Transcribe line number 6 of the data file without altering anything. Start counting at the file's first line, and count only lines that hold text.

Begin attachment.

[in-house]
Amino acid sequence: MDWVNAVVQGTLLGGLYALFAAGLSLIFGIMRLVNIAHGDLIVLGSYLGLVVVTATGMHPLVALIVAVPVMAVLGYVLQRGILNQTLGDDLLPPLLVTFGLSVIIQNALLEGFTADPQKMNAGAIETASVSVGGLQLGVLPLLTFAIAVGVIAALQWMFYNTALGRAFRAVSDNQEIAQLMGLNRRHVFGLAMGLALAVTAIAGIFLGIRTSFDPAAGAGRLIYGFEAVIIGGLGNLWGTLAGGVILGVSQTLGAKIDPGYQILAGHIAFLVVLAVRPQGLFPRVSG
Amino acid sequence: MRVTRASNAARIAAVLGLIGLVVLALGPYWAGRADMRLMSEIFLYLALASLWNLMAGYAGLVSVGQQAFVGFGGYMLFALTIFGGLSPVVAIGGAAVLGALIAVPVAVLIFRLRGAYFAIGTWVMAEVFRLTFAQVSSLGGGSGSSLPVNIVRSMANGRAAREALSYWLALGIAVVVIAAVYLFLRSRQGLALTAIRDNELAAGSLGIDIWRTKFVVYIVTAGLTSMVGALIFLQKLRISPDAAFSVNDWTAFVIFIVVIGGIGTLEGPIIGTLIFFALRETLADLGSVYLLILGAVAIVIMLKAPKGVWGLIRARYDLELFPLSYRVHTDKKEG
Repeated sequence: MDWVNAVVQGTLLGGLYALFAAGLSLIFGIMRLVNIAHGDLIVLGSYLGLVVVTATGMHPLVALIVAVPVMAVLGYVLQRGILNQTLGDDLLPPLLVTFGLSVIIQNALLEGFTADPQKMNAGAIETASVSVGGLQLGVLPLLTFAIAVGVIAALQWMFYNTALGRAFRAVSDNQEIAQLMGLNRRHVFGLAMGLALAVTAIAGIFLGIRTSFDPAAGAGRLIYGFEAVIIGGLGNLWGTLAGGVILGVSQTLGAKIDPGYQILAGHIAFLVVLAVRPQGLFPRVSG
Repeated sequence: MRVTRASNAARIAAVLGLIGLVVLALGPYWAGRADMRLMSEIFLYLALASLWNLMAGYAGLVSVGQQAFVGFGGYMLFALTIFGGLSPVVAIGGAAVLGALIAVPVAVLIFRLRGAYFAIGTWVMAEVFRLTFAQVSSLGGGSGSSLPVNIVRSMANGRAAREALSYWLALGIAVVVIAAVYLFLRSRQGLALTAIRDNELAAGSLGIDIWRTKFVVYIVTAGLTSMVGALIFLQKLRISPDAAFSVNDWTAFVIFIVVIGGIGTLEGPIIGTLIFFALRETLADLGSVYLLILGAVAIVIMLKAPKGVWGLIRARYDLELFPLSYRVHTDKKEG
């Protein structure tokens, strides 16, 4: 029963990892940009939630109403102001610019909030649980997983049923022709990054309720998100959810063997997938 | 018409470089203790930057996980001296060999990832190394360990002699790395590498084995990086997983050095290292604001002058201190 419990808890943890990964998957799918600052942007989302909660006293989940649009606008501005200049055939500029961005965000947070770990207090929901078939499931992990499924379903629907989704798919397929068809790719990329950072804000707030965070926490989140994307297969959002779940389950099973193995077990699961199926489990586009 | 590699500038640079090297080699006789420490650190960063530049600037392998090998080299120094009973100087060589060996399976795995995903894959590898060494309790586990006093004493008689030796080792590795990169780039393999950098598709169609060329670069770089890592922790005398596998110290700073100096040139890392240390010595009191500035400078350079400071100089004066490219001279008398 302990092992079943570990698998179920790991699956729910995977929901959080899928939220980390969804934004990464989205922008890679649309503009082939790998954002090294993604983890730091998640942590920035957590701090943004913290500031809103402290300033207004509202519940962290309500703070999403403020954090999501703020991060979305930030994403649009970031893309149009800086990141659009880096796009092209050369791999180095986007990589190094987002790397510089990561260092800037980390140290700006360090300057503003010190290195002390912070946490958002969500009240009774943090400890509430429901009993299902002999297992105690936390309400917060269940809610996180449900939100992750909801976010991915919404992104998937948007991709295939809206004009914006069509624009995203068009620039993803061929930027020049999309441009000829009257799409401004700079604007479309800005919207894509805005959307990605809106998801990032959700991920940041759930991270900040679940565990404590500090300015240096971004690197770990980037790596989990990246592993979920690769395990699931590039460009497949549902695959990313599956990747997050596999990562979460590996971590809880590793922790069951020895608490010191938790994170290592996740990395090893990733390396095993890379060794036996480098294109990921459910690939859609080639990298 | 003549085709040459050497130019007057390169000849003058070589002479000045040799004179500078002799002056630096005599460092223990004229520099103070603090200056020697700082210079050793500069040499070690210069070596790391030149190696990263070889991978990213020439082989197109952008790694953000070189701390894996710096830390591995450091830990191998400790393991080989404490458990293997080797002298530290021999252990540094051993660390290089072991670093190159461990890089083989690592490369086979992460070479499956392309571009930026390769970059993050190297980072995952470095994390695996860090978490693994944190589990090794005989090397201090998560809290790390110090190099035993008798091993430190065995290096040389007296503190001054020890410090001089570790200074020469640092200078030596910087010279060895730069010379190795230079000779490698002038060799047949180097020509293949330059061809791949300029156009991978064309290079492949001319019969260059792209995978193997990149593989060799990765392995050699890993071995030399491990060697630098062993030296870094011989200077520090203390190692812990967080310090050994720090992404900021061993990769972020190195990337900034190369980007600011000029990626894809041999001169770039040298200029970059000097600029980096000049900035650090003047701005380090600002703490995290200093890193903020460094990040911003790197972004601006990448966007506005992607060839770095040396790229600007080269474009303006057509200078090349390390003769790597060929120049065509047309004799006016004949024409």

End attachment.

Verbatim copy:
């Protein structure tokens, strides 16, 4: 029963990892940009939630109403102001610019909030649980997983049923022709990054309720998100959810063997997938 | 018409470089203790930057996980001296060999990832190394360990002699790395590498084995990086997983050095290292604001002058201190 419990808890943890990964998957799918600052942007989302909660006293989940649009606008501005200049055939500029961005965000947070770990207090929901078939499931992990499924379903629907989704798919397929068809790719990329950072804000707030965070926490989140994307297969959002779940389950099973193995077990699961199926489990586009 | 590699500038640079090297080699006789420490650190960063530049600037392998090998080299120094009973100087060589060996399976795995995903894959590898060494309790586990006093004493008689030796080792590795990169780039393999950098598709169609060329670069770089890592922790005398596998110290700073100096040139890392240390010595009191500035400078350079400071100089004066490219001279008398 302990092992079943570990698998179920790991699956729910995977929901959080899928939220980390969804934004990464989205922008890679649309503009082939790998954002090294993604983890730091998640942590920035957590701090943004913290500031809103402290300033207004509202519940962290309500703070999403403020954090999501703020991060979305930030994403649009970031893309149009800086990141659009880096796009092209050369791999180095986007990589190094987002790397510089990561260092800037980390140290700006360090300057503003010190290195002390912070946490958002969500009240009774943090400890509430429901009993299902002999297992105690936390309400917060269940809610996180449900939100992750909801976010991915919404992104998937948007991709295939809206004009914006069509624009995203068009620039993803061929930027020049999309441009000829009257799409401004700079604007479309800005919207894509805005959307990605809106998801990032959700991920940041759930991270900040679940565990404590500090300015240096971004690197770990980037790596989990990246592993979920690769395990699931590039460009497949549902695959990313599956990747997050596999990562979460590996971590809880590793922790069951020895608490010191938790994170290592996740990395090893990733390396095993890379060794036996480098294109990921459910690939859609080639990298 | 003549085709040459050497130019007057390169000849003058070589002479000045040799004179500078002799002056630096005599460092223990004229520099103070603090200056020697700082210079050793500069040499070690210069070596790391030149190696990263070889991978990213020439082989197109952008790694953000070189701390894996710096830390591995450091830990191998400790393991080989404490458990293997080797002298530290021999252990540094051993660390290089072991670093190159461990890089083989690592490369086979992460070479499956392309571009930026390769970059993050190297980072995952470095994390695996860090978490693994944190589990090794005989090397201090998560809290790390110090190099035993008798091993430190065995290096040389007296503190001054020890410090001089570790200074020469640092200078030596910087010279060895730069010379190795230079000779490698002038060799047949180097020509293949330059061809791949300029156009991978064309290079492949001319019969260059792209995978193997990149593989060799990765392995050699890993071995030399491990060697630098062993030296870094011989200077520090203390190692812990967080310090050994720090992404900021061993990769972020190195990337900034190369980007600011000029990626894809041999001169770039040298200029970059000097600029980096000049900035650090003047701005380090600002703490995290200093890193903020460094990040911003790197972004601006990448966007506005992607060839770095040396790229600007080269474009303006057509200078090349390390003769790597060929120049065509047309004799006016004949024409």